December 9, 2010

Some of the most striking and informative images aren’t of cells or organisms, but are computer-generated representations of what is going on in cells or organisms. These computer-generated images come from the use of two-photon microscopy, a powerful technique that allows for imaging of tissue that’s buried deep in a living organism.

Zebrafish is a freshwater fish that serves as a great model organism to cell and developmental biologists. During development, cells undergo dramatic reorganization during formation of the central nervous system, a process called neurulation. A recent paper describes the interaction between two proteins, called Protocadherin-19 and N-cadherin, and how these two proteins regulate cell movements during neurulation. These proteins together regulate cell-cell adhesion at a time when cells converge together to form a midline seam in the neural plate, a key feature of brain development. Images above are cell trajectories taken from time-lapse series of zebrafish embryos undergoing neurulation. The trajectories of cells in a normal embryo (top left) show a convergence of cells to the midline and a general movement of cells in one direction. Cells showed compromised movement in embryos with low levels of either protocadherin-19 (top, right), N-cadherin (bottom, left), or both (bottom, right).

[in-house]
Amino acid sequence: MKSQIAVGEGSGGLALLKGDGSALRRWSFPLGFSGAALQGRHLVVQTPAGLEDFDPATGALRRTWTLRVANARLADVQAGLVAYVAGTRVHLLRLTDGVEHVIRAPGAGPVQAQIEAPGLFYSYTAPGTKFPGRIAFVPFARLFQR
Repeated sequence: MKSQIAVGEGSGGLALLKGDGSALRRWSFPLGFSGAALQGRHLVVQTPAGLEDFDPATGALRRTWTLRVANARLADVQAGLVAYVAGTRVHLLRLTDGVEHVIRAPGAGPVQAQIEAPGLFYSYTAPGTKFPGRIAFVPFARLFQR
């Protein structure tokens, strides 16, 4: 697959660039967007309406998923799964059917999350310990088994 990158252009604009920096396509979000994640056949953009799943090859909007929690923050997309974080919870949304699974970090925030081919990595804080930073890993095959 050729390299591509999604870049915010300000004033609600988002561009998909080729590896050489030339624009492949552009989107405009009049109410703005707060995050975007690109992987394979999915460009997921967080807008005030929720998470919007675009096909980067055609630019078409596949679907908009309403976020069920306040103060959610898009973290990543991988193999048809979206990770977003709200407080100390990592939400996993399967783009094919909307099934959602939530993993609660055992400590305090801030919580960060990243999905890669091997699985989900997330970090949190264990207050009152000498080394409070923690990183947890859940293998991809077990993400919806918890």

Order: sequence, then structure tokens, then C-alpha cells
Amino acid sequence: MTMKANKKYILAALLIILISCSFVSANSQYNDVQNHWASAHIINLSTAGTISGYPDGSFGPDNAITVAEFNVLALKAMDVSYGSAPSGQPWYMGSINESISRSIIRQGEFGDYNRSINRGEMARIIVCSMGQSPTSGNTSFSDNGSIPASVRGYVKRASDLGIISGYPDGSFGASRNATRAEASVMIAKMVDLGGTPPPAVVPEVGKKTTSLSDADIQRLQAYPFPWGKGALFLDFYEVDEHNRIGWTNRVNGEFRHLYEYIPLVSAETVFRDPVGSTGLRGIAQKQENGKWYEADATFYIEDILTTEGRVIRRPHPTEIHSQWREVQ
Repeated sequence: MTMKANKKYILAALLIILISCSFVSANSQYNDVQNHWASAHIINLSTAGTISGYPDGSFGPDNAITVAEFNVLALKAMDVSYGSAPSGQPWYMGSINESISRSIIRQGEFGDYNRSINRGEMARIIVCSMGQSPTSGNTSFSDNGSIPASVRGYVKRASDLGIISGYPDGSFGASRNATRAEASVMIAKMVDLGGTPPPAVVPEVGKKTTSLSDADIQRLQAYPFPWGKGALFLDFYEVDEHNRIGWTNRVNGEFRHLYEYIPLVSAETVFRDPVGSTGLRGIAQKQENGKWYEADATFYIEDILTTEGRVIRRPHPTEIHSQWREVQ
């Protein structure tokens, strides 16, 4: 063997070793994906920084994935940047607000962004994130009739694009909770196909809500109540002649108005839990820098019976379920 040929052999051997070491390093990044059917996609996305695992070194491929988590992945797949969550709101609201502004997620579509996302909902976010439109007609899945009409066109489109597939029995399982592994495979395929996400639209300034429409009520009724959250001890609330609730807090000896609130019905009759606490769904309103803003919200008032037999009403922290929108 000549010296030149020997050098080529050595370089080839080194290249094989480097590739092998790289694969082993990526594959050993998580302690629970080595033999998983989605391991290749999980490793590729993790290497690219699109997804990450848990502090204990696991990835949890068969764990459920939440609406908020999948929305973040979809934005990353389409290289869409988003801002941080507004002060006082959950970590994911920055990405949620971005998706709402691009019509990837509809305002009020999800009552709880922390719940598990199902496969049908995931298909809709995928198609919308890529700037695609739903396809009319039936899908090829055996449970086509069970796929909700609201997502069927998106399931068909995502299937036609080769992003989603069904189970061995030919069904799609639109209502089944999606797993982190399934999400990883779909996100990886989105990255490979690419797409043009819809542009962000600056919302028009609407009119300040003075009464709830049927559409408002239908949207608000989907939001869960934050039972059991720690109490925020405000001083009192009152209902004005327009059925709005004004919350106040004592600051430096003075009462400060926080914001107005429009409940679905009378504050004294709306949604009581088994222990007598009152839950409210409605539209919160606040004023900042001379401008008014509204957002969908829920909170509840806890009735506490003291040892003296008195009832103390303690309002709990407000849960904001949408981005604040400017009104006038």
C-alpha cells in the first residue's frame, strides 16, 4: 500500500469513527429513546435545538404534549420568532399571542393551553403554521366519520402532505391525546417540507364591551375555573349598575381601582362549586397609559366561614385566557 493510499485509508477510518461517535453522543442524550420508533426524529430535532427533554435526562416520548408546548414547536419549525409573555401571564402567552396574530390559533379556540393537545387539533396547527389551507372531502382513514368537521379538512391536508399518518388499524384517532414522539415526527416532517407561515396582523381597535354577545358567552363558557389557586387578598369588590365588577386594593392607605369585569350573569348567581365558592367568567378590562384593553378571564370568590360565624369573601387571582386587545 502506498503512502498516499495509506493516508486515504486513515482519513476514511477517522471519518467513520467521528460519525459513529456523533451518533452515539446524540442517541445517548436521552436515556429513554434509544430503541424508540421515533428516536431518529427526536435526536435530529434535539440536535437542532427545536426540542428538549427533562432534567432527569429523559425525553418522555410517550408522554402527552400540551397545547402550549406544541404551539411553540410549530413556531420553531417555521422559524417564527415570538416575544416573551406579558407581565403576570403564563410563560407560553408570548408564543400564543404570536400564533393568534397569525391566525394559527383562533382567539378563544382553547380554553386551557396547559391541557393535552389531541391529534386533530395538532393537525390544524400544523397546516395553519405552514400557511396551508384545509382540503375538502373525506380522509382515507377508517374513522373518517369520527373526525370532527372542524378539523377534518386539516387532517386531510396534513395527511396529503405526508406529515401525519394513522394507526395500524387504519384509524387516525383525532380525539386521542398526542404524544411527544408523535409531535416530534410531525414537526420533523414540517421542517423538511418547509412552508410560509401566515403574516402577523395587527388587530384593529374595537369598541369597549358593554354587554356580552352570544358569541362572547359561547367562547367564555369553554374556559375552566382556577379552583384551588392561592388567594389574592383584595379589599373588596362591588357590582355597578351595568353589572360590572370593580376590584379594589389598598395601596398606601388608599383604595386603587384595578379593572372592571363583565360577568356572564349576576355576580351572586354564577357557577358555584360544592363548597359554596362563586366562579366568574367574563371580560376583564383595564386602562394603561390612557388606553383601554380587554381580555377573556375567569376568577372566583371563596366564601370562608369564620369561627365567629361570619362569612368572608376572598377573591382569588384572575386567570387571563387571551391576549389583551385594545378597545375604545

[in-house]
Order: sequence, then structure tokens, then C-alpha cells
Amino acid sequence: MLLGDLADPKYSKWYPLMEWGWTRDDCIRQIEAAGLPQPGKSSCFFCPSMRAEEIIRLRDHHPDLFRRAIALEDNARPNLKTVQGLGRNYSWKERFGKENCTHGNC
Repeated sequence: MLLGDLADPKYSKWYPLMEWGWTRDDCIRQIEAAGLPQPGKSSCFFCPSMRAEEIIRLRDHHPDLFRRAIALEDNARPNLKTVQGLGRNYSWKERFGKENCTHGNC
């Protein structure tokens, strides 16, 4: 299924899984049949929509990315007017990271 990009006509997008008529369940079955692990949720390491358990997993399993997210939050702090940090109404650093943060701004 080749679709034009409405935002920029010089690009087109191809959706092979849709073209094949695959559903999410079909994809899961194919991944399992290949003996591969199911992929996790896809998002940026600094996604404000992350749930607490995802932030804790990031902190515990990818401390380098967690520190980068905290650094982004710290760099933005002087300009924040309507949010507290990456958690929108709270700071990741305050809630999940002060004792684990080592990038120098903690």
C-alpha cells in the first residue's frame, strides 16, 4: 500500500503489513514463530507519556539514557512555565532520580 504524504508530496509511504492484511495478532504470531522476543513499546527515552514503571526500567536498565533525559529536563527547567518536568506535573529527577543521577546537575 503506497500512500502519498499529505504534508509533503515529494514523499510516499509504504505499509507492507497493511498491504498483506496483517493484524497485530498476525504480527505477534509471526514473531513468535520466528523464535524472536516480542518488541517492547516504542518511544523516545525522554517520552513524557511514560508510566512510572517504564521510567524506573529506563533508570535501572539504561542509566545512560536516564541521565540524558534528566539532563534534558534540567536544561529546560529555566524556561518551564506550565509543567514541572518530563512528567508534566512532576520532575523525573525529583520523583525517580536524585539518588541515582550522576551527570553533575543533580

BONUS!! Cool movies of two-photon image sequences can be found here.

ResearchBlogging.orgBiswas, S., Emond, M., & Jontes, J. (2010). Protocadherin-19 and N-cadherin interact to control cell movements during anterior neurulation Originally published in The Journal of Cell Biology, 191 (5), 1029-1041 DOI: 10.1083/jcb.201007008

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